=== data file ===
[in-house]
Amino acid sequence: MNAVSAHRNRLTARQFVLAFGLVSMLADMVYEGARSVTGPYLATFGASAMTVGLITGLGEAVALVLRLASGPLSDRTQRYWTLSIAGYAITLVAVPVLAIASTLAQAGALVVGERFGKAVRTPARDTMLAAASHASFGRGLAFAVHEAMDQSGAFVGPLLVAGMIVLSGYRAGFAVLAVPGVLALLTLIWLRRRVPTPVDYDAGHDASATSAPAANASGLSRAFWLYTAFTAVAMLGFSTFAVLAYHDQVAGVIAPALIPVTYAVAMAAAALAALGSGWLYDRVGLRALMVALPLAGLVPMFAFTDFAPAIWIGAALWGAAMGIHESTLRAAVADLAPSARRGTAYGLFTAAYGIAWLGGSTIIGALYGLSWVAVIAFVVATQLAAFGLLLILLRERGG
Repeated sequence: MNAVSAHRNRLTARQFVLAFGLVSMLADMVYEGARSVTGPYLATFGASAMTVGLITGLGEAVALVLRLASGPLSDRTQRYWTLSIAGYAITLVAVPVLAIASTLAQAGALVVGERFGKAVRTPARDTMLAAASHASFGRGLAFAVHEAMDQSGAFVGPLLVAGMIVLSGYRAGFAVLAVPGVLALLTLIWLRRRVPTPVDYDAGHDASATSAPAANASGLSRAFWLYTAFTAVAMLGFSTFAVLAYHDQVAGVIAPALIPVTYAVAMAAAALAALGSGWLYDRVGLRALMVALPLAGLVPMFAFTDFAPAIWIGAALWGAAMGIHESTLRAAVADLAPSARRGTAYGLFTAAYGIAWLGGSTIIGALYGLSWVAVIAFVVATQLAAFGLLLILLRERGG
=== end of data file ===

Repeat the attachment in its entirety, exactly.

[in-house]
Amino acid sequence: MNAVSAHRNRLTARQFVLAFGLVSMLADMVYEGARSVTGPYLATFGASAMTVGLITGLGEAVALVLRLASGPLSDRTQRYWTLSIAGYAITLVAVPVLAIASTLAQAGALVVGERFGKAVRTPARDTMLAAASHASFGRGLAFAVHEAMDQSGAFVGPLLVAGMIVLSGYRAGFAVLAVPGVLALLTLIWLRRRVPTPVDYDAGHDASATSAPAANASGLSRAFWLYTAFTAVAMLGFSTFAVLAYHDQVAGVIAPALIPVTYAVAMAAAALAALGSGWLYDRVGLRALMVALPLAGLVPMFAFTDFAPAIWIGAALWGAAMGIHESTLRAAVADLAPSARRGTAYGLFTAAYGIAWLGGSTIIGALYGLSWVAVIAFVVATQLAAFGLLLILLRERGG
Repeated sequence: MNAVSAHRNRLTARQFVLAFGLVSMLADMVYEGARSVTGPYLATFGASAMTVGLITGLGEAVALVLRLASGPLSDRTQRYWTLSIAGYAITLVAVPVLAIASTLAQAGALVVGERFGKAVRTPARDTMLAAASHASFGRGLAFAVHEAMDQSGAFVGPLLVAGMIVLSGYRAGFAVLAVPGVLALLTLIWLRRRVPTPVDYDAGHDASATSAPAANASGLSRAFWLYTAFTAVAMLGFSTFAVLAYHDQVAGVIAPALIPVTYAVAMAAAALAALGSGWLYDRVGLRALMVALPLAGLVPMFAFTDFAPAIWIGAALWGAAMGIHESTLRAAVADLAPSARRGTAYGLFTAAYGIAWLGGSTIIGALYGLSWVAVIAFVVATQLAAFGLLLILLRERGG